With 34 students already started the 2008/09 Tourism Apprenticeship Training Programme and 14 successfully graduated from the previous year’s course, more Caymanians are stepping into the working world of tourism.
The first TATP kicked off on 10 September, 2007, which was its pilot year. Fourteen of its 20 students graduated last month, while the others will be retaking courses this season.
At the recent Annual Tourism Conference, speaking of the graduates, Mr. Dan Szydlowski, who Co-Chairs the Tourism Apprenticeship Training Advisory Council with Ms Belinda Blessitt-Vincent, said, ‘Out of the programme the establishments have received food and beverage senior waiters and waitresses, cashiers and hostesses, cooks, housekeeping supervisors and front office reservations agents and front desk agents.’
The four core areas of study in the TATP are: food and beverage operation; food preparation operation; front office operation; and housekeeping – supervisory level.
The one year full-time programme is comprised of foundation courses, Caribcert core competency courses and on the job training.
Ms Blessitt-Vincent said of the Caribcert certified profiessionals: ‘They are skilled and they are proud employees and they do give businesses a competitive edge, and, more importantly for the industry, they will repeat business because what do they do for the industry? They exceed guests’ expectations.’
Caribcert is a professional certification programme specifically designed by the Caribbean Hotel Association for the Caribbean tourism industry and is based on standards established for 45 critical occupations in the tourism and hospitality industry.
Mr. Szydlowski emphasised the need for more workplace participants such as restaurants and hotels/condos for this year, as the number of students is up on last year.
‘They [the students] are now doing foundation courses but come January all the way until August we need establishments that will take on students a minimum of 15 hours a week,’ he said.
‘That gives the student, young or old, a better chance to work themselves into the work environment. It teaches them discipline and they are more responsible and more confident than if they just came out of a classroom. At least this way they have experience and they are ready to go full time.
‘It’s better for the employer because it’s much better to give the guests a Caymanian experience and the best way to do that is to have Caymanian representation at all the establishments,’ he said.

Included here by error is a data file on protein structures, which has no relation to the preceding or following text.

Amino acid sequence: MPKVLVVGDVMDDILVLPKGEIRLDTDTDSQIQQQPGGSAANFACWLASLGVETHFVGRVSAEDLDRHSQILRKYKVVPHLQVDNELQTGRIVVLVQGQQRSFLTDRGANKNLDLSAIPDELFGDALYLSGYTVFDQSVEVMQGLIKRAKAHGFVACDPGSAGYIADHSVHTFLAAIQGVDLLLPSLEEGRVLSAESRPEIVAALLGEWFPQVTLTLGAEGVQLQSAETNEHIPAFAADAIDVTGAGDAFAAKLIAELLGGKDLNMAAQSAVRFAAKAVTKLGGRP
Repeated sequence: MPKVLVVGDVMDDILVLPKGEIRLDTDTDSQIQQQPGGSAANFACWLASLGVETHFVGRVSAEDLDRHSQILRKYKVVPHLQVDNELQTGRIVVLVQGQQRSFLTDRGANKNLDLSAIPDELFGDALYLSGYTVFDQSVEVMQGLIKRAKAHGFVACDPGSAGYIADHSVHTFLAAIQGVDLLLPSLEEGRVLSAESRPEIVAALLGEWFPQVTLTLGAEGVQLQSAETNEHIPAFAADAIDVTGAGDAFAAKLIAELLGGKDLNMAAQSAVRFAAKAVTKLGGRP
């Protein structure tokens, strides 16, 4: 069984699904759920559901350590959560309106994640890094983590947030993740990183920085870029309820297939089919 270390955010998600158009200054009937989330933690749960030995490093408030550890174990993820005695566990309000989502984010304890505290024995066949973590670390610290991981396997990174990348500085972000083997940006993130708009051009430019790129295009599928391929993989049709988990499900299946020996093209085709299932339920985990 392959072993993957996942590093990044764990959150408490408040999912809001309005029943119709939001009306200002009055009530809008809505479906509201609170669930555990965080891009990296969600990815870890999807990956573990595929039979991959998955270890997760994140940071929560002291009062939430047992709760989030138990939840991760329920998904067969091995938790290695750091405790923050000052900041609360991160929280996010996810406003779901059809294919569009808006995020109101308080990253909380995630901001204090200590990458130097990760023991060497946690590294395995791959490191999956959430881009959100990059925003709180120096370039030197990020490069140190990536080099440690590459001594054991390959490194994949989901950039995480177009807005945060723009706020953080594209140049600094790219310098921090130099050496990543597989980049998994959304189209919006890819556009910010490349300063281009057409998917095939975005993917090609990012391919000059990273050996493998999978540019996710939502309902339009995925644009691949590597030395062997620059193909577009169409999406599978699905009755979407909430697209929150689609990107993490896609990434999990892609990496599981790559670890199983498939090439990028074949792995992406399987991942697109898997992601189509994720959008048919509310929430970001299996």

Workplace participants for the pilot year were: the Grand Cayman Marriott Beach Resort, Westin Casuarina Resort and Spa, Ritz-Carlton, Grand Cayman, Sunshine Suites Resorts, Azzurro’s Restaurant, Breezes by the Bay Restaurant, Grand Cayman Beach Suites.
One testimonial from student Kayleigh McCoy who successfully completed food preparation operations, reads, ‘I enjoyed this magnificent programme. It is very educational and fun.’
Participant Yvonne McLean who successfully completed Housekeeping Supervisory Operations said, ‘It was a challenging experience – very exciting and interesting. I would recommend young people to take this opportunity to be a part of this programme.’
Attendees heard that the programme has been greatly enhanced as a result of undertaking a comprehensive assessment of last year’s programme, including valuable feedback from all players.
Some key lessons learned from the 2007/08 year include the following changes:
Basic English and grammar are to be added to foundation courses;
The timeline is to be lengthened to allow for more detailed review of applications;
Due to the intensity and amount of material to be covered, food and beverage service and food preparation should begin core components during foundation course term in September;
The programme is built on a partnership between the Ministry and Department of Tourism, the University College of the Cayman Islands, International College of the Cayman Islands and the Cayman Islands Tourism Association.
The programme is designed to create a cadre of Caymanian hospitality professionals in occupations traditionally under-represented by Caymanians but with respectable compensation levels and career potentials.